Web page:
What Is a 2/28 Adjustable-Rate Mortgage (2/28 ARM)?
A 2/28 adjustable-rate mortgage (2/28 ARM) is a type of 30-year home loan that has an initial two-year fixed interest rate period. After this 2-year period, the rate floats based on an index rate plus a margin.
The initial teaser rate is typically below the average rate of conventional mortgages, but the adjustable rate can subsequently rise significantly. Since banks don’t make much money on the initial teaser rate, 2/28 ARMs include hefty pre-payment penalties during the first two years.
- 2/28 adjustable-rate mortgages (ARMs) offer an introductory fixed rate for two years, after which the interest rate adjusts semi-annually for 28 more years.
- When ARMs adjust, interest rates change based on their marginal rates and the indexes to which they're tied.
- Homeowners generally enjoy lower mortgage payments during the introductory period but are subject to interest rate risk afterward.
Understanding 2/28 Adjustable-Rate Mortgages (2/28 ARMs)
The 2/28 ARMs became popular during the real estate boom of the early 2000s when soaring prices put conventional mortgage payments out of reach for many buyers. For example, a $300,000 conventional 30-year mortgage would carry monthly payments of $1,610. But a 2/28 ARM with an initial teaser rate of 3% would require monthly payments of just $1,265.
Other ARM structures exist, such as the 5/1, 5/5, and 5/6 ARMs, which feature a five-year introductory period followed by a rate adjustment every five years or every six months, respectively. Notably, 15/15 ARMs adjust once after 15 years and then remain fixed for the remainder of the loan.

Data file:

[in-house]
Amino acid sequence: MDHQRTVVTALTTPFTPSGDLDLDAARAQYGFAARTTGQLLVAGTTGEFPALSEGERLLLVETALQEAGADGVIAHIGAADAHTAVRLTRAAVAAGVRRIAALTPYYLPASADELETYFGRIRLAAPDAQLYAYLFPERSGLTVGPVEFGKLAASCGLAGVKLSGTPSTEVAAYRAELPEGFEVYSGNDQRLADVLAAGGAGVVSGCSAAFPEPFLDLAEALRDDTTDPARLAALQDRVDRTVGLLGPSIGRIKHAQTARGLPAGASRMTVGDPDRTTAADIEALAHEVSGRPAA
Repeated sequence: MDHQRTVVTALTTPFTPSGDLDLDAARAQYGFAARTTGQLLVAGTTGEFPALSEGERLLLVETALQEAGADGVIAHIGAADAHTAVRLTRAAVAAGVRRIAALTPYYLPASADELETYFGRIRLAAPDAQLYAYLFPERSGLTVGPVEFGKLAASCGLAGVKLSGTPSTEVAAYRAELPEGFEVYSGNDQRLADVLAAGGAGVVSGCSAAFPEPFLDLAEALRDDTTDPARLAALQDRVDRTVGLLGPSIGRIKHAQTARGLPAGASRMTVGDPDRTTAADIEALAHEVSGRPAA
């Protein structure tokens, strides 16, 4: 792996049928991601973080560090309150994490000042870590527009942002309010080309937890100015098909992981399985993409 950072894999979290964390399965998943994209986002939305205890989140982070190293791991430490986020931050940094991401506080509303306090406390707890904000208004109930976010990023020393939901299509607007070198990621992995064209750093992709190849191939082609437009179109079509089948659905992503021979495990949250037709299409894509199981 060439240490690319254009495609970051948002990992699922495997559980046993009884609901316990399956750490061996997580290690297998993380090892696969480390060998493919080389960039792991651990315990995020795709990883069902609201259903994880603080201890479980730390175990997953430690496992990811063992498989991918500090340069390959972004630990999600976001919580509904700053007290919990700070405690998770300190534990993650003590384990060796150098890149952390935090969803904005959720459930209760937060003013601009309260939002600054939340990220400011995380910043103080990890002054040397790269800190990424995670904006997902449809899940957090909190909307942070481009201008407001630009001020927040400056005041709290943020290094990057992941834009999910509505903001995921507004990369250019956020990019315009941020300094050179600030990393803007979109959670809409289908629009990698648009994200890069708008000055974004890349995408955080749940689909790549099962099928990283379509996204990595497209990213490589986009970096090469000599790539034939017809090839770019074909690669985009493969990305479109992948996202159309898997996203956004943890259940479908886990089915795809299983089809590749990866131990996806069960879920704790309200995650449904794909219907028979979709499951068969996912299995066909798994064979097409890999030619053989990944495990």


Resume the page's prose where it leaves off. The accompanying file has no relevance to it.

Less common are the 2/28 and 3/27 ARMs. With the former, the fixed interest rate applies for only the first two years, followed by 28 years of adjustable rates; with the latter, the fixed rate is for three years, with adjustments in each of the following 27 years. In these cases, rates adjust semi-annually.
Potential Pitfalls of 2/28 ARMs
The potential catch-22 of a 2/28 adjustable-rate mortgage is that after two years the rate is adjusted every six months, typically upward, by an ARM margin over and above an index rate, such as the Fed Funds Rate or the Secured Overnight Financing Rate (SOFR). 2/28 ARMs have some built-in safety features, such as a lifetime interest rate cap and limits on how much the rate can increase, or decrease, with each period. But even with caps, homeowners can face jaw-dropping payment spikes in volatile markets.
In the example given above in the $300,000 30-year 3% ARM 2/28 loan, if after two-years the SOFR is 2.7 and the margin is 1.5, the interest would increase by 4.2%, to a total of 7.2%. This 7.2% rate could be well above current conventional mortgage rates. The homeowner’s monthly payment would increase from $1,265 to $2,036, which is a 61% increase.
Many homeowners during the boom failed to understand how a seemingly small rate increase could dramatically boost their monthly payment. And even those who were fully aware of the risks viewed 2/28 ARMs as a short-term financing vehicle. The idea was to take advantage of the low teaser rate, then refinance after two years to either a conventional mortgage or, if their credit was not good enough for that, to a new adjustable mortgage. And, given the spiking real estate prices, kick the debt further down the road. To many, this made a certain amount of sense, since, after all, the borrower’s home equity was rising fast.
Trouble came with the market collapse in 2008. Home values plummeted. Many owners of 2/28 ARMs found themselves unable to refinance, make their payments, or sell their homes for the value of the outstanding loan. The rash of foreclosures led to stricter loan standards. Today banks are more carefully evaluating a borrower’s ability to make adjustable-rate payments.